On 3 September, the Government of Indonesia issued a ‘government use’ decree - a type of compulsory licence that lifts a patent restriction on generic production - on seven drugs used to treat HIV and Hepatitis B. The drugs which are subject to the orders include efavirenz, abacavir, tenofovir, lopinavir/ritonavir, didanosine, and fixed-dose combinations tenofovir/emtricitabine and tenofovir/emtricitabine/efavirenz.The Presidential decree, if implemented fully, will allow for local generic production of the medicines - which will open up competition, and could significantly reduce prices - while each of the innovator companies will be paid a royalty of half a percent. There are 310,000 people living with HIV in Indonesia.“Indonesia has set an important precedent, not just for the people living with HIV within its country, who have been campaigning for this, but also for other developing countries”, said Michelle Childs, Director of Policy Advocacy for Médecins Sans Frontières (MSF) Access Campaign. ” This is one of the widest licences issued by a government and rightly reflects the reality that a range of treatment options are needed.”“As medicines for HIV and Hepatitis B are increasingly under patent in developing counties, Indonesia has shown that countries can and should take action to enable the production of low-cost versions of essential life-saving medicines for their citizens. The next step is full implementation of the decree. Other countries faced with blocks on access to generic medicines should consider following Indonesia’s lead”, Ms Childs added.
- 23 July 2012 56 notes
19 July 2012
MSF will launch the 15th edition of Untangling the Web of Antiretroviral Price Reductions on July 25, 2012 at the International AIDS Conference in Washington, D.C.
Be sure to visit utw.msfaccess.org to gain access to an updated online version of the site as well as to download the full report.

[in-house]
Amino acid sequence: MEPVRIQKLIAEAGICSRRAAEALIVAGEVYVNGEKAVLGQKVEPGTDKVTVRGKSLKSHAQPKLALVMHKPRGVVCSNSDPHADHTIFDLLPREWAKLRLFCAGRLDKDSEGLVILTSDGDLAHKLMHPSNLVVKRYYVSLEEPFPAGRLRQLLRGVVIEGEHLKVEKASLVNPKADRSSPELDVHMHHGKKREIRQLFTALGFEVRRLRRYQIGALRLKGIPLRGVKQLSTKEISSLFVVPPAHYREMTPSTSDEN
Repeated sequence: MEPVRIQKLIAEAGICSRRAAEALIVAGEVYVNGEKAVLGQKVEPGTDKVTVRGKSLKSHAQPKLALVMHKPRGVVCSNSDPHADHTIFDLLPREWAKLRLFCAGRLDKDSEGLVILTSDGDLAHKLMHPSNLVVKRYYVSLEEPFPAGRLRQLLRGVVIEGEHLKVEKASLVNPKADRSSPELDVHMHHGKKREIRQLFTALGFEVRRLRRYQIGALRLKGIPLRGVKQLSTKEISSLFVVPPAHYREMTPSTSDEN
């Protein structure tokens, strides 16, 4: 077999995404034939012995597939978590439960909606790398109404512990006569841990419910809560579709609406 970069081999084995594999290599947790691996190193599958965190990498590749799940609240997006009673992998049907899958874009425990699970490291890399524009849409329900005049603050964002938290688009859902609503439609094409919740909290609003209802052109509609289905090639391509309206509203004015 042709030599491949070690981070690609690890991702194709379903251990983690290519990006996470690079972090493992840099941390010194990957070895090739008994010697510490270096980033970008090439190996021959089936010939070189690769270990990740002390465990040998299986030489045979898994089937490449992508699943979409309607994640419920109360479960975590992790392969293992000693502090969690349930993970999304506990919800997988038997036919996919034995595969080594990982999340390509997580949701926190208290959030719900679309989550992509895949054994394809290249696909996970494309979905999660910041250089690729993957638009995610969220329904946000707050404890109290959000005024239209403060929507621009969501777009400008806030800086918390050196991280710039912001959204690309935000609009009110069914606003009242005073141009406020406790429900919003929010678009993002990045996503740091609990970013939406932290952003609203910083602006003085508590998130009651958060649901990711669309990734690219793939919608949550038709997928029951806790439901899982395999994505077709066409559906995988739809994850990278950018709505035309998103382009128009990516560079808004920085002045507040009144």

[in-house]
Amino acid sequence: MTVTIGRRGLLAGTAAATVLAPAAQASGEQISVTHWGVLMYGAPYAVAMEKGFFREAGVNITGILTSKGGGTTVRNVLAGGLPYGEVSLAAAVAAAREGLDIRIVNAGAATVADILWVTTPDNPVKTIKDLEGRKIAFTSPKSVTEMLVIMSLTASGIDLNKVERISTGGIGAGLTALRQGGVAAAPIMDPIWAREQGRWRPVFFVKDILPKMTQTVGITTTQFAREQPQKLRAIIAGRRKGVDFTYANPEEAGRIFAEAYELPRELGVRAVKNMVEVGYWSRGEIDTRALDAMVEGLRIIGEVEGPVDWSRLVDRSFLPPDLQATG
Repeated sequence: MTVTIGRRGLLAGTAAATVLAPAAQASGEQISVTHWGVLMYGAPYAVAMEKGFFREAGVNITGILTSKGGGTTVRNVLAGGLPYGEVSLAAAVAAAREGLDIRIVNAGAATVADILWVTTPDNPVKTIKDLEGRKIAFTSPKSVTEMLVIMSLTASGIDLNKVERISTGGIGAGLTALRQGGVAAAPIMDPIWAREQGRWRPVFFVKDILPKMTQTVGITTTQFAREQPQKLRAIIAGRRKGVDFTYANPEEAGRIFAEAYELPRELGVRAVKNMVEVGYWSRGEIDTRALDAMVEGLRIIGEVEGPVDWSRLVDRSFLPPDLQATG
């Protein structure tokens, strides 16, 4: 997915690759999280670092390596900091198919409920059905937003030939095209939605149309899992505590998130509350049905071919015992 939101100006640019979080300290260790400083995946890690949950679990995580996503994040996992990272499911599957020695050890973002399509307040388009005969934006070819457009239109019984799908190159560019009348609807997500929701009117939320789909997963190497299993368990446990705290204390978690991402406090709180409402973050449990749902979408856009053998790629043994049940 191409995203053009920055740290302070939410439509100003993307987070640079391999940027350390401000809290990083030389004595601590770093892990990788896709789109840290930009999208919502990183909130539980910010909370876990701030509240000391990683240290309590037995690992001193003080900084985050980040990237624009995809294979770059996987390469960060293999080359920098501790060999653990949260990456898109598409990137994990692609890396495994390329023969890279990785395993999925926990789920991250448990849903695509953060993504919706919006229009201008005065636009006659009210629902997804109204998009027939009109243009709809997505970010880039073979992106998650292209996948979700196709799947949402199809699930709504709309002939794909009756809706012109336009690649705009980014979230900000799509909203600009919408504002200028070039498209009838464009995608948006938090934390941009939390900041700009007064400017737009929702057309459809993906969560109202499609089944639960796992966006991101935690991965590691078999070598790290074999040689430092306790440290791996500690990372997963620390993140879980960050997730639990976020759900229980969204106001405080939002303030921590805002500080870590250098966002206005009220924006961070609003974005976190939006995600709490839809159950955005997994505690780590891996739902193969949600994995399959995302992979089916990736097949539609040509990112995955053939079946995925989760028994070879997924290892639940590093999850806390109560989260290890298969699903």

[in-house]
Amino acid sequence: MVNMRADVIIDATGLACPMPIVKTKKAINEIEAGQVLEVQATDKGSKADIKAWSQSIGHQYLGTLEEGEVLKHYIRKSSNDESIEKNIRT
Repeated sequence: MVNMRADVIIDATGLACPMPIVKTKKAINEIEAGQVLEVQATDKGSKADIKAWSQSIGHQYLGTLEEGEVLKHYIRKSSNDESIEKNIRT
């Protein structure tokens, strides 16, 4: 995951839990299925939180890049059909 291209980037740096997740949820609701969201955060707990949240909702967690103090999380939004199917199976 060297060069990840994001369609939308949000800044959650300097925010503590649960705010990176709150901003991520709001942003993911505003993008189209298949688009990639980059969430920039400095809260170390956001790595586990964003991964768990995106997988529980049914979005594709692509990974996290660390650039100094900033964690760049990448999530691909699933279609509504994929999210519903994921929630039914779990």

If you’re interested in MSF’s presence at this year’s IAC, please visit aids2012.msf.org
More news and features coming soon.
24 November 2011
On 18 Novermber 2011, the US Food and Drug Administration granted tentative approval for Matrix’s atazanavir sulfate and ritonavir fixed-dose combination (FDC) tablets, 300/100 mg.
MSF has long advocated for generic manufacturers to develop a heat-stable FDC of atazanavir/ritonavir (ATV/r). This is the first such FDC to receive approval from a stringent regulatory authority or the WHO prequalification programme.
Atazanavir – which needs to be boosted with ritonavir - is one of the two protease inhibitors drugs recommended by WHO in its 2010 ARV treatment guidelines for adults and adolescents as backbone for second-line regimens, in combination with two Nucleoside Reverse Transcriptase Inhibitors.
The introduction of this heat-stable formulation represents a step forward for access to second-line ARVs, as it provides the first FDC alternative to heat-stable lopinavir/ritonavir (LPV/r). It also has the added benefit of reducing the pill burden for patients – down from four pills a day for heat-stable LPV/r, to one pill a day for ATV/r.
However, unlike first-line HIV regimens which now come as one or two pills per day, as of now no three-in-one FDC exists that covers the full second-line regimen as per WHO recommendations.
Matrix has communicated to MSF the price of this new tablet. At US$ 25 per pack of 30 tablets (FCA Mumbai. Freight & Insurance charges are additional), this means a price of $307 per patient per year (0.84 per unit).
Regularly updated news feed of updates to the online version of Untangling the Web as well as related news articles.